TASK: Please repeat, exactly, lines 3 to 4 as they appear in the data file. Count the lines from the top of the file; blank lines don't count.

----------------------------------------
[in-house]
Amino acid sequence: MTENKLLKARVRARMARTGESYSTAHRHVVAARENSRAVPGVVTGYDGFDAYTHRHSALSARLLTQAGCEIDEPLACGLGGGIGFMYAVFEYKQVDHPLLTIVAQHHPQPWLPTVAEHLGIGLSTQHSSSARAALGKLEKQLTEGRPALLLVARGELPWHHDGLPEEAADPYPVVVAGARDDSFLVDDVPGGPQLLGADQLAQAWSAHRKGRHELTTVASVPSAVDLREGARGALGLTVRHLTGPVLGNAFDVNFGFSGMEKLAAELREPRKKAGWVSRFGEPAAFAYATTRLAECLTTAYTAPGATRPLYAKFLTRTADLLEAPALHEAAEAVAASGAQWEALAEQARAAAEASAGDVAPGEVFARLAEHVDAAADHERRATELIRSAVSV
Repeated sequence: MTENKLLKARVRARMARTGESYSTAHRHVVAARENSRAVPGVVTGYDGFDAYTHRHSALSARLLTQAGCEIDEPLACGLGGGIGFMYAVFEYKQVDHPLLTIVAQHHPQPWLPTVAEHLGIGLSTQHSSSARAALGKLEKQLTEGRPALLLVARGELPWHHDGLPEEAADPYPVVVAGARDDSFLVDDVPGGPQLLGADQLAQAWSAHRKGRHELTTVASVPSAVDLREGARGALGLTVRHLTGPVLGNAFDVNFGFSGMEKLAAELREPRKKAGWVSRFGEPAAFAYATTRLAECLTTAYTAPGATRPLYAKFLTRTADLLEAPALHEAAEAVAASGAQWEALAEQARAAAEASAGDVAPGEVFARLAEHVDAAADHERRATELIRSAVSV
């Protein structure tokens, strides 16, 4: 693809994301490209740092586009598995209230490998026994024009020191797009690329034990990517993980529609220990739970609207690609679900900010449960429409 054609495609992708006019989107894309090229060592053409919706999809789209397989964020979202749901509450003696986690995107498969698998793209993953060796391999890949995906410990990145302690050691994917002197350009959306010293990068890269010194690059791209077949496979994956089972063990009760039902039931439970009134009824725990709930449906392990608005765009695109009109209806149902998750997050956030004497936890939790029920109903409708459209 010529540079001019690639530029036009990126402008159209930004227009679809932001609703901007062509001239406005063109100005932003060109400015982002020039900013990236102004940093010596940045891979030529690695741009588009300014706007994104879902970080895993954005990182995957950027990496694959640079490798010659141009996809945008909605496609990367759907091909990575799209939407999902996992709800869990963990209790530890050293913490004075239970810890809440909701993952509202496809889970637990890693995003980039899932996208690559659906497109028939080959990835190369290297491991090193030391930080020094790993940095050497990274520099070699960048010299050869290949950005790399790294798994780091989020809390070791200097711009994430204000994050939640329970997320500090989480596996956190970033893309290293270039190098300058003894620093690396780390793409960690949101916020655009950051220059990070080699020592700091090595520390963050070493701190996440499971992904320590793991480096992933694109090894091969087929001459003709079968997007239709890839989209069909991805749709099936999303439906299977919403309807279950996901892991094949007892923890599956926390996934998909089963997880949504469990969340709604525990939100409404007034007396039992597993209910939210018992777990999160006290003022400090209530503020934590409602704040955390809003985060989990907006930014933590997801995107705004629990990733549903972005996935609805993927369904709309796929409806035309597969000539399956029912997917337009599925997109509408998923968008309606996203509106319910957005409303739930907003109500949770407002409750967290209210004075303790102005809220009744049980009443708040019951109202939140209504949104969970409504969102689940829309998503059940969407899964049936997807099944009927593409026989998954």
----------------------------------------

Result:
Repeated sequence: MTENKLLKARVRARMARTGESYSTAHRHVVAARENSRAVPGVVTGYDGFDAYTHRHSALSARLLTQAGCEIDEPLACGLGGGIGFMYAVFEYKQVDHPLLTIVAQHHPQPWLPTVAEHLGIGLSTQHSSSARAALGKLEKQLTEGRPALLLVARGELPWHHDGLPEEAADPYPVVVAGARDDSFLVDDVPGGPQLLGADQLAQAWSAHRKGRHELTTVASVPSAVDLREGARGALGLTVRHLTGPVLGNAFDVNFGFSGMEKLAAELREPRKKAGWVSRFGEPAAFAYATTRLAECLTTAYTAPGATRPLYAKFLTRTADLLEAPALHEAAEAVAASGAQWEALAEQARAAAEASAGDVAPGEVFARLAEHVDAAADHERRATELIRSAVSV
């Protein structure tokens, strides 16, 4: 693809994301490209740092586009598995209230490998026994024009020191797009690329034990990517993980529609220990739970609207690609679900900010449960429409 054609495609992708006019989107894309090229060592053409919706999809789209397989964020979202749901509450003696986690995107498969698998793209993953060796391999890949995906410990990145302690050691994917002197350009959306010293990068890269010194690059791209077949496979994956089972063990009760039902039931439970009134009824725990709930449906392990608005765009695109009109209806149902998750997050956030004497936890939790029920109903409708459209 010529540079001019690639530029036009990126402008159209930004227009679809932001609703901007062509001239406005063109100005932003060109400015982002020039900013990236102004940093010596940045891979030529690695741009588009300014706007994104879902970080895993954005990182995957950027990496694959640079490798010659141009996809945008909605496609990367759907091909990575799209939407999902996992709800869990963990209790530890050293913490004075239970810890809440909701993952509202496809889970637990890693995003980039899932996208690559659906497109028939080959990835190369290297491991090193030391930080020094790993940095050497990274520099070699960048010299050869290949950005790399790294798994780091989020809390070791200097711009994430204000994050939640329970997320500090989480596996956190970033893309290293270039190098300058003894620093690396780390793409960690949101916020655009950051220059990070080699020592700091090595520390963050070493701190996440499971992904320590793991480096992933694109090894091969087929001459003709079968997007239709890839989209069909991805749709099936999303439906299977919403309807279950996901892991094949007892923890599956926390996934998909089963997880949504469990969340709604525990939100409404007034007396039992597993209910939210018992777990999160006290003022400090209530503020934590409602704040955390809003985060989990907006930014933590997801995107705004629990990733549903972005996935609805993927369904709309796929409806035309597969000539399956029912997917337009599925997109509408998923968008309606996203509106319910957005409303739930907003109500949770407002409750967290209210004075303790102005809220009744049980009443708040019951109202939140209504949104969970409504969102689940829309998503059940969407899964049936997807099944009927593409026989998954």